One thing that’s getting a bit lost in the noise: Mitt Romney, after some hemming and hawing, firmly came out for the anti-union law that went down to resounding defeat last night in Ohio. How much of a role will that play in the battle for Ohio, should Romney become the GOP nominee?

The Obama campaign is now seizing on Romney’s embrace of Governor John Kasich’s law rolling back bargaining rights, and Ohioans’ landslide rejection of it yesterday, to underscore an emerging theme: Republicans don’t care about the “economic security of the middle class.” We’ll be hearing a lot of that phrase.

“Middle class families are not going to stand for ideological overreach by Republicans when their economic security is on the line,” Obama campaign spokesman Ben LaBolt said in an interview.

“After contorting himself into a pretzel, Mitt Romney supported this policy 110 percent,” LaBolt continued. “It further exemplifies that his policies would not only fail to restore economic security for the middle clas, but would actually take away their seat at the negotiating table when their livelihoods are on the line.”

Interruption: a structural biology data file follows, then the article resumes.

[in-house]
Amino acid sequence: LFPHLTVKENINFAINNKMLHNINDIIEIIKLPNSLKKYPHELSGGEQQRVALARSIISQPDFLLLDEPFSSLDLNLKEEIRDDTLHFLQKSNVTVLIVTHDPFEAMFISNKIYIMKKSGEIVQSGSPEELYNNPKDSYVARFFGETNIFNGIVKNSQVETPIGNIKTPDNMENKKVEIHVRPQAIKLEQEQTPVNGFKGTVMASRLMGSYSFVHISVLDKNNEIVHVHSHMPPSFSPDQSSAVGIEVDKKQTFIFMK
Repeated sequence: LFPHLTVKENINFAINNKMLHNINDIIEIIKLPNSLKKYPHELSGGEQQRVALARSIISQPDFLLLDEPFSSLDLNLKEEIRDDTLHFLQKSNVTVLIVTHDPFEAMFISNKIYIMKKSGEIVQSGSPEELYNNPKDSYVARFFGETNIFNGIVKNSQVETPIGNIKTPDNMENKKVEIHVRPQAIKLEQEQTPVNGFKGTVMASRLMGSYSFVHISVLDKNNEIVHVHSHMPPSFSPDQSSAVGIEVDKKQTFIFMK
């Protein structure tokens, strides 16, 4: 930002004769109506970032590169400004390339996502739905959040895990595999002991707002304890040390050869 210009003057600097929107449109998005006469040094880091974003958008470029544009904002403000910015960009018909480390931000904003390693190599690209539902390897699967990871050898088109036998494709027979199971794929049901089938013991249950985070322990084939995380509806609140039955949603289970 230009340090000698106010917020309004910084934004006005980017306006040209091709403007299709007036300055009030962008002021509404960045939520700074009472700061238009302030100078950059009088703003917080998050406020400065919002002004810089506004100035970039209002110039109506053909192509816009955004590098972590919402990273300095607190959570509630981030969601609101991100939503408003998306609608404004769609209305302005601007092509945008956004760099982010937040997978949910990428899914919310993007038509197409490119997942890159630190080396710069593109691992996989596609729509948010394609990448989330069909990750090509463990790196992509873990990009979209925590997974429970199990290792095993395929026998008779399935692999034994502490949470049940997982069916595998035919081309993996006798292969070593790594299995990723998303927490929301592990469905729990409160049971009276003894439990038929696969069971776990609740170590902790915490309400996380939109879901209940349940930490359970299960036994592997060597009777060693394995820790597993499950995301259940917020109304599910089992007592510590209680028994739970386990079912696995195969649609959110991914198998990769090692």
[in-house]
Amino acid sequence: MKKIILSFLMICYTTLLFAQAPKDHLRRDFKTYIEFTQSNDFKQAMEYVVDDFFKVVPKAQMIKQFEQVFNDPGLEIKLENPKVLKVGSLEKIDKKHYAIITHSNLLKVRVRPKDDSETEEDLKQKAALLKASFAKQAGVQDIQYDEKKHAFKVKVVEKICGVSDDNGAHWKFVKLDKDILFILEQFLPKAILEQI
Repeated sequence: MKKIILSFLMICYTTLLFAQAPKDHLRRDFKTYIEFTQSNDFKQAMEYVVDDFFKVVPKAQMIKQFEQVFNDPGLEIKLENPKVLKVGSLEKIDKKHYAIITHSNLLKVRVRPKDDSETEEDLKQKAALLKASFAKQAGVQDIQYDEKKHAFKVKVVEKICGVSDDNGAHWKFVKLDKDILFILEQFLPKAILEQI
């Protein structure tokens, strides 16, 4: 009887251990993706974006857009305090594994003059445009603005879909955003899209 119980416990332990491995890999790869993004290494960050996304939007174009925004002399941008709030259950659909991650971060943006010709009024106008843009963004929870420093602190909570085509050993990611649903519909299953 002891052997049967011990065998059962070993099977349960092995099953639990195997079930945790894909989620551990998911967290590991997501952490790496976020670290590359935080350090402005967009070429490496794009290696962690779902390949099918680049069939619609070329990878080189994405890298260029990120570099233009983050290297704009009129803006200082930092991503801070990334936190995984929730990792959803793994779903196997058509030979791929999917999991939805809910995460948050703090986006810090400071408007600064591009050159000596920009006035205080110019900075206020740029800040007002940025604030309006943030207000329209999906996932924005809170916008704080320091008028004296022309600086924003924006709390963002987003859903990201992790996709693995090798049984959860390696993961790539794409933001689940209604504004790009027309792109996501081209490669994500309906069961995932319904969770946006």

That’s perhaps the strongest statement yet from the campaign against conservative efforts to roll back the bargaining rights of public employees. La Bolt added: “Any chatter that our supporters aren’t mobilized and energized ends today.”

I’ve asked a Romney spokesperson for a response, and will update when I hear back.

It’s hard to gauge what kind of significance yesterday’s results will have for the presidential election a year from now. The referendum turned heavily on the fact that cops and firefighters were in the crosshairs, and the turnout will be higher and different next year.

But the fact Romney came to Ohio and equivocated about Kasich’s law in a way that created a media circus for days — and then fully embraced it — suggests that yesterday’s results could be a more prominent problem for him than they might be for any other GOP candidate. The Obama campaign seems to see these results as a clear sign of which way public sentiment is heading — and as potentially a major factor in a swing state that has historically decided presidential elections.

UPDATE: Romney spokesperson Andrea Saul responds:

“The very last thing the Democrats want to do is run against Mitt Romney. That is why they are focused on Mitt Romney and not the economy. The Democrats are continuing their campaign of deception in their strategy to ‘kill Romney.’ President Obama’s campaign is going to be very interesting to watch, but it’s not going to work.”